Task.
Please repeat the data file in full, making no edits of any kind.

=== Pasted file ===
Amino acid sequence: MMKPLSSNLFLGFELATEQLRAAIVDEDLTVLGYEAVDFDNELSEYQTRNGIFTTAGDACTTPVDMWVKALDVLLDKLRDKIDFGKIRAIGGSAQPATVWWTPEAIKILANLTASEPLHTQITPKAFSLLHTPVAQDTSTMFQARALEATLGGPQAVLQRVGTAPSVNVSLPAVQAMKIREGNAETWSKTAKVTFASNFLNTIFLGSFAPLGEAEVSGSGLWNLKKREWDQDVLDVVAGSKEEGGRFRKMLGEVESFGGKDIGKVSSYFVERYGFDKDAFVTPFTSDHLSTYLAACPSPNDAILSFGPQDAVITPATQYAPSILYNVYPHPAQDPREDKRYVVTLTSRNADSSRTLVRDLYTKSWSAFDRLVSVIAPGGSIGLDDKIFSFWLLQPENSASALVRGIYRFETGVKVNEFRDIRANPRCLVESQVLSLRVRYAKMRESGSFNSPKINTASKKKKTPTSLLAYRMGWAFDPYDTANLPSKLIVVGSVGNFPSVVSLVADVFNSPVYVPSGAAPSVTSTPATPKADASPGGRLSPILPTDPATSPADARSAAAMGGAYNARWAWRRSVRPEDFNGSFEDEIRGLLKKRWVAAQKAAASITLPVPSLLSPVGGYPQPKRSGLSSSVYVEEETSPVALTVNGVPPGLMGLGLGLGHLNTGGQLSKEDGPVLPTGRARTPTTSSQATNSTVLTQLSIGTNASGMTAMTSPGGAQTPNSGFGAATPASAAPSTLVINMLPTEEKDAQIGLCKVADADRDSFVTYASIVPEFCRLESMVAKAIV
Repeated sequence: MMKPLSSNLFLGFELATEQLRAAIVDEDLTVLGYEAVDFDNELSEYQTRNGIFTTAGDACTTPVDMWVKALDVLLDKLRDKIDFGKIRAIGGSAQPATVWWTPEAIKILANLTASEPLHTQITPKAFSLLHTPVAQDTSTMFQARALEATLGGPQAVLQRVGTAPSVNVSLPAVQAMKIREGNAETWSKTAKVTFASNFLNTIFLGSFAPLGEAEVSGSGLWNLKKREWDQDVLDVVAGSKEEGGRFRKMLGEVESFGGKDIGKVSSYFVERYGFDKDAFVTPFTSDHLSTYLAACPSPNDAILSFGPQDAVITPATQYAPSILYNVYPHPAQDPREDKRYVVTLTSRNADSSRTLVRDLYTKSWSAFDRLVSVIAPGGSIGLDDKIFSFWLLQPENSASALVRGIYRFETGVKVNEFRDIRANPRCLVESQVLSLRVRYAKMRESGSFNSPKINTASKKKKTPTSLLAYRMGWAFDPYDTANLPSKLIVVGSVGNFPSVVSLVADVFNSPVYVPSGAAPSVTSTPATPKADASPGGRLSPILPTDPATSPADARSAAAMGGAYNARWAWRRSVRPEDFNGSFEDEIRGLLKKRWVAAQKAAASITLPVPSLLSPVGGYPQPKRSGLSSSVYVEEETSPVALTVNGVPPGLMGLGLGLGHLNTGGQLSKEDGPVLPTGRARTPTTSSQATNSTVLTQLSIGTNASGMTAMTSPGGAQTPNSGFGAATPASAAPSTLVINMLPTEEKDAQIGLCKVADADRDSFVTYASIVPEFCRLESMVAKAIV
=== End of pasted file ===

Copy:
Amino acid sequence: MMKPLSSNLFLGFELATEQLRAAIVDEDLTVLGYEAVDFDNELSEYQTRNGIFTTAGDACTTPVDMWVKALDVLLDKLRDKIDFGKIRAIGGSAQPATVWWTPEAIKILANLTASEPLHTQITPKAFSLLHTPVAQDTSTMFQARALEATLGGPQAVLQRVGTAPSVNVSLPAVQAMKIREGNAETWSKTAKVTFASNFLNTIFLGSFAPLGEAEVSGSGLWNLKKREWDQDVLDVVAGSKEEGGRFRKMLGEVESFGGKDIGKVSSYFVERYGFDKDAFVTPFTSDHLSTYLAACPSPNDAILSFGPQDAVITPATQYAPSILYNVYPHPAQDPREDKRYVVTLTSRNADSSRTLVRDLYTKSWSAFDRLVSVIAPGGSIGLDDKIFSFWLLQPENSASALVRGIYRFETGVKVNEFRDIRANPRCLVESQVLSLRVRYAKMRESGSFNSPKINTASKKKKTPTSLLAYRMGWAFDPYDTANLPSKLIVVGSVGNFPSVVSLVADVFNSPVYVPSGAAPSVTSTPATPKADASPGGRLSPILPTDPATSPADARSAAAMGGAYNARWAWRRSVRPEDFNGSFEDEIRGLLKKRWVAAQKAAASITLPVPSLLSPVGGYPQPKRSGLSSSVYVEEETSPVALTVNGVPPGLMGLGLGLGHLNTGGQLSKEDGPVLPTGRARTPTTSSQATNSTVLTQLSIGTNASGMTAMTSPGGAQTPNSGFGAATPASAAPSTLVINMLPTEEKDAQIGLCKVADADRDSFVTYASIVPEFCRLESMVAKAIV
Repeated sequence: MMKPLSSNLFLGFELATEQLRAAIVDEDLTVLGYEAVDFDNELSEYQTRNGIFTTAGDACTTPVDMWVKALDVLLDKLRDKIDFGKIRAIGGSAQPATVWWTPEAIKILANLTASEPLHTQITPKAFSLLHTPVAQDTSTMFQARALEATLGGPQAVLQRVGTAPSVNVSLPAVQAMKIREGNAETWSKTAKVTFASNFLNTIFLGSFAPLGEAEVSGSGLWNLKKREWDQDVLDVVAGSKEEGGRFRKMLGEVESFGGKDIGKVSSYFVERYGFDKDAFVTPFTSDHLSTYLAACPSPNDAILSFGPQDAVITPATQYAPSILYNVYPHPAQDPREDKRYVVTLTSRNADSSRTLVRDLYTKSWSAFDRLVSVIAPGGSIGLDDKIFSFWLLQPENSASALVRGIYRFETGVKVNEFRDIRANPRCLVESQVLSLRVRYAKMRESGSFNSPKINTASKKKKTPTSLLAYRMGWAFDPYDTANLPSKLIVVGSVGNFPSVVSLVADVFNSPVYVPSGAAPSVTSTPATPKADASPGGRLSPILPTDPATSPADARSAAAMGGAYNARWAWRRSVRPEDFNGSFEDEIRGLLKKRWVAAQKAAASITLPVPSLLSPVGGYPQPKRSGLSSSVYVEEETSPVALTVNGVPPGLMGLGLGLGHLNTGGQLSKEDGPVLPTGRARTPTTSSQATNSTVLTQLSIGTNASGMTAMTSPGGAQTPNSGFGAATPASAAPSTLVINMLPTEEKDAQIGLCKVADADRDSFVTYASIVPEFCRLESMVAKAIV